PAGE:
# Jason Calacanis may have been shouted down when he warned startups that Facebook could, potentially, steal their ideas but he makes a number of good points, especially when you consider recent history.
In the early years Microsoft were viewed as the bad guy: frequently accused of bullying tactics, stealing technology and abusing their power due to their shear size. Eventually, a mixture of backlash and the increasing interests of the US Department of Justice and the European Union necessitated a better business ethic (admittedly a simplified overview but you get the idea.) Much of Google's appeal came from the "do no evil" mantra which became a direct counterpoint to how many viewed the Redmond software giant.
Fast forward a few years and, now, Twitter and Facebook are essentially being accused of the same thing. Stealing ideas and bludgeoning their way through the social web in an attempt to monopolise as much traffic and advertising revenue as they can.
Smash and grab
Both Twitter and Facebook have a demonstrable history of mistreating the third party developers working in and around their ecosystems. With growth comes an increased sense of power and entitlement. Devs have been filling holes in social media services ever since they began but the services are taking back what they now consider to be rightly theirs.
The social platforms are taking ideas from the developer community surrounding their infrastructure and modifying them for their own ends. In some instances they have purchased or absorbed the original developer but how much of this is "sell up or we'll crush you"?
Twitter bought Summize to integrate the excellent search functionality but has consistently reduced the value of search by making the available history smaller. Facebook bought Friendfeed and vowed to keep the site alive but it has stalled and all but died. Both, as I have mentioned in the past, were technology acquisitions for purely selfish reasons.
Twitter has had its share of controversy with the attempted killing of old style Retweets and now taking back the Tweet button from about the most successful ecosystem startup Tweetmeme. While Twitter may have partnered with Tweetmeme an licensed some of the technology powering the tweet tracking functionality you have to wonder about the outcome had Tweetmeme decided not to play ball. In any event, the Twitter Tweet Button functionality is grossly underpowered when compared to its predecessor causing some to migrate to Topsy.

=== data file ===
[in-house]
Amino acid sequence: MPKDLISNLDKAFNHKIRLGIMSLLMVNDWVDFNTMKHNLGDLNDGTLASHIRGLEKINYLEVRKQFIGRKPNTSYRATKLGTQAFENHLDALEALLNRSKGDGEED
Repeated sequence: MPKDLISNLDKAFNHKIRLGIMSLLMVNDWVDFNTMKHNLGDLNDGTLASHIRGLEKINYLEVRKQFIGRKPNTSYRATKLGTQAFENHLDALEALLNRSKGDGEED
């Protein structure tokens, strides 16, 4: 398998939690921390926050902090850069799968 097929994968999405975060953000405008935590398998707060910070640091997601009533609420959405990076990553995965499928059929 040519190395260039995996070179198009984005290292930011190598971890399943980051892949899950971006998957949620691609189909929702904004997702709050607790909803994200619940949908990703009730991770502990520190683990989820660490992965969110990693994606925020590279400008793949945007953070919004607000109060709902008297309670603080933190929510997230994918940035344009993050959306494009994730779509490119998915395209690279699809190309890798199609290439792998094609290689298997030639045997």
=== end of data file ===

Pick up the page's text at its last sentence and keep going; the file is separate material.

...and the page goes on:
Startups have been criticised for purely basing their business around Twitter but bit.ly can probably feel rightly aggrieved now that the social network has decided to implement its own URL shortening system and replace bit.ly as its default shortener. It could all, however, be irrelevant when Annotations eventually become a reality and URLs are moved to metadata rather than being part of the tweet itself.
Facebook has been surrounded in controversy from the Beacon advertising fiasco to the privacy debacle surrounding Instant Personalisation. The attempts to make the entire web an extension of itself via likes and the social graph caused some to question Facebook's motives.
Coming more up to date Facebook has been accused of trying to squash Quora with its Questions and Answers feature. Also, with Places, Facebook might hope to kill the likes of Foursquare and Gowalla despite supposedly being in partnership with them; although this appears to be backfiring so far as Foursquare is seeing record growth.
Size is everything
Microsoft ran in to trouble when it was considered too big and was using that size to an unfair advantage. Can we envisage a time when a social platform is large enough to attract the attention of the authorities for anti-competitive behaviour?
Will we see complaints from one service against another or will complaints come from outside the social web as other areas start to feel threatened as social platforms look for new areas to expand to beyond their traditional domains?
Image by redbike606